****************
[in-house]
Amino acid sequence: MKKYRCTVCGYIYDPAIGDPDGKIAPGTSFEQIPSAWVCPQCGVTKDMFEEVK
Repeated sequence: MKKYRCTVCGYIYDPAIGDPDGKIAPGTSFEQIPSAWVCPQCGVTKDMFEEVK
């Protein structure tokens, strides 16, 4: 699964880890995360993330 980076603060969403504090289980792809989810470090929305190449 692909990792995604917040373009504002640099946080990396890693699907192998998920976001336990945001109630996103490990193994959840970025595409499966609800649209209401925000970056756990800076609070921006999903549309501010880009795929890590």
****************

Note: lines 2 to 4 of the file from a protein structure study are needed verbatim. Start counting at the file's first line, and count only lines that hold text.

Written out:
Amino acid sequence: MKKYRCTVCGYIYDPAIGDPDGKIAPGTSFEQIPSAWVCPQCGVTKDMFEEVK
Repeated sequence: MKKYRCTVCGYIYDPAIGDPDGKIAPGTSFEQIPSAWVCPQCGVTKDMFEEVK
């Protein structure tokens, strides 16, 4: 699964880890995360993330 980076603060969403504090289980792809989810470090929305190449 692909990792995604917040373009504002640099946080990396890693699907192998998920976001336990945001109630996103490990193994959840970025595409499966609800649209209401925000970056756990800076609070921006999903549309501010880009795929890590």